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NEW BRUNSWICK — The seniors at Rutgers University are well versed enough in job fairs to know the events are an imprecise science.
The students dress in their best suits. They find an employer that might fit their skills. They talk to the recruiter for a few minutes, drop off their resume and off they go.
“There’s so many people there, they don’t get to know me personally, see how I work, what I’m doing,” said Morgan George, 21, a chemical engineering major from Danbury, Conn. “I’m just one of the crowd.”
Rutgers decided to turn the tables at a job fair on Thursday. This time, students from 40 campus groups, ranging from the Society of Hispanic Engineers to the Student Volunteer Council, invited employers to come talk to them.
They wanted to show employers that they are well-rounded people who have leadership skills and passion, setting themselves apart from job hunters with whom they are competing.
The event made more sense considering that, even though the job market appears to be thawing, New Jersey’s unemployment rate remains a high 9 percent. Employers can be choosy.
“More and more, employers place a lot of value on leadership skills that engaged students possess,” said Janet Jones, senior associate director at Rutgers Career Services.
The event was expected to attract representatives from more than 72 employers. Among them was Greg Ingrassia, a field representative for Geico in Edision, even though there is no Rutgers insurance salespeople group.
It didn’t matter. Ingrassia figured he could teach the basics of the business; what he needed was workers who had strong interpersonal skills and possessed curiosity.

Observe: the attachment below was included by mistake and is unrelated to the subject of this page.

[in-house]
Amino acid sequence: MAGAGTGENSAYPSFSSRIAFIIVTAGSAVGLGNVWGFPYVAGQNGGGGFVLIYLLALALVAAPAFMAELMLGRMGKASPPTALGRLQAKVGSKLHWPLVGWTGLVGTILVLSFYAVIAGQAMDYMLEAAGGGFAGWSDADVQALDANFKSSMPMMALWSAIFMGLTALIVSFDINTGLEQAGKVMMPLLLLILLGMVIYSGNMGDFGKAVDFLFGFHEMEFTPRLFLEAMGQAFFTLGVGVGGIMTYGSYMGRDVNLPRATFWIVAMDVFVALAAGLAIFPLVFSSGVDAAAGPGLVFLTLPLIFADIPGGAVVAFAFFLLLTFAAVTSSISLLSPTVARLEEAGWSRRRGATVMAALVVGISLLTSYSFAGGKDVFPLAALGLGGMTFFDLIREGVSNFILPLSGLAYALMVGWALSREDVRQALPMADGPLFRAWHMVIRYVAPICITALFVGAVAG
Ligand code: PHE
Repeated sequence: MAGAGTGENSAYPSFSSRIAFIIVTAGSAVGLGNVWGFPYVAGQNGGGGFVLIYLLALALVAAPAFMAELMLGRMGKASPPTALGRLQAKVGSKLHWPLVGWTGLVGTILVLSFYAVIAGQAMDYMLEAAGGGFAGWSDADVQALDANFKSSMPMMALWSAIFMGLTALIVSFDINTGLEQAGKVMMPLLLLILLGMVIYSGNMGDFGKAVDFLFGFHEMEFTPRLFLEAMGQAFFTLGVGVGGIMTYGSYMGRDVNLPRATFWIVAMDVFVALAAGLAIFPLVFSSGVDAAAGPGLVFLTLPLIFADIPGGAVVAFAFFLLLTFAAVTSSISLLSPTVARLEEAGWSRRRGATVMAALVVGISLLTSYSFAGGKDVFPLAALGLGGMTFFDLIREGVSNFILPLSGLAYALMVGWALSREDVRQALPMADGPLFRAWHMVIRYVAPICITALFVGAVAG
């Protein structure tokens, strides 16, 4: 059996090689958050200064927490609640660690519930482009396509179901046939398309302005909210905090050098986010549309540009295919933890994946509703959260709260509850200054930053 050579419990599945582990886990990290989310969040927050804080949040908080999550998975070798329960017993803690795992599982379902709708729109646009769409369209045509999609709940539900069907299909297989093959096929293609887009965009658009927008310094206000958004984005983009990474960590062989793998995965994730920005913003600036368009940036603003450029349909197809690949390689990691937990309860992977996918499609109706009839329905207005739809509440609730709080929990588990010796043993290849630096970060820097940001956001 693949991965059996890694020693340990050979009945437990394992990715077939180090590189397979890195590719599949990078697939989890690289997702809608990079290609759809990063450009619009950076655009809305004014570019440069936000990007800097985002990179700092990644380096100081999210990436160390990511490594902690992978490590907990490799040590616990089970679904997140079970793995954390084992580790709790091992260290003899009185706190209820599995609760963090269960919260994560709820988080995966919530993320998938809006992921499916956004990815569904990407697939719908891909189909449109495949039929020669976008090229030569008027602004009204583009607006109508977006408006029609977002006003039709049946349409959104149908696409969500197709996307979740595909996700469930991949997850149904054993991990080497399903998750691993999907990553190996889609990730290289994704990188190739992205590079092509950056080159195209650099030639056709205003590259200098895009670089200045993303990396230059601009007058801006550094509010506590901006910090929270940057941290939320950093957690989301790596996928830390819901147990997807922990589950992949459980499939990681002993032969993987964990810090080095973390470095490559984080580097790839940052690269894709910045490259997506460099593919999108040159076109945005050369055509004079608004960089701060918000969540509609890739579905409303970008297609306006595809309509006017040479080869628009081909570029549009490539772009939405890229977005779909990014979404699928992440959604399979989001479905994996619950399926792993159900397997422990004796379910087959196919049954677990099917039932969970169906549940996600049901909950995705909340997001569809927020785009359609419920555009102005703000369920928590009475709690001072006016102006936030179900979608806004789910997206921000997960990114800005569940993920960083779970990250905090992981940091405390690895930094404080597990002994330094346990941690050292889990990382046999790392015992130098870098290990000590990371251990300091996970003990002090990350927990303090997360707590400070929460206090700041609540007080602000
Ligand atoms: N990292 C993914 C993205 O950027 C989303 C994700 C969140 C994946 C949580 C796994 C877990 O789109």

The more students participate in outside activities, “the more they’re willing to take on new challenges that haven’t been done before,” he said.
Which is why the Rutgers Juggling Club unapologetically set up shop between the Rutgers University Programming Association and the Institute of Electrical and Electronics Engineers.
It’s entirely possible that prospective employers would discount juggling skills. But Vivian Chan, 21, a junior from East Brunswick, said juggling helps clear her mind and relieve her stress.
“It shows we’re dedicated to something we’re interested in,” Chan said.
With graduation approaching, students hoped their message got through. Sameera Namazi, 21, of Old Bridge, and a member of the International Society for Pharmaceutical Engineers, handed out resumes, pens and laptop cleaner brushes and stood ready to answer any questions prospective employers might have had.
A chemical engineering major, Namazi wants to go into research and development, but she fears her timing is bad; New Jersey’s pharmaceutical industry has been consolidating.
Her own visits to job fairs have been fruitless, she said, recounting the times she found a desirable employer, only to be told that they weren’t looking for researchers, only information technology workers.
The process could be disheartening. But on Thursday, her outlook was bright.
“I feel like the employers are coming to you because they’re interested in what you have to offer,” Namazi said.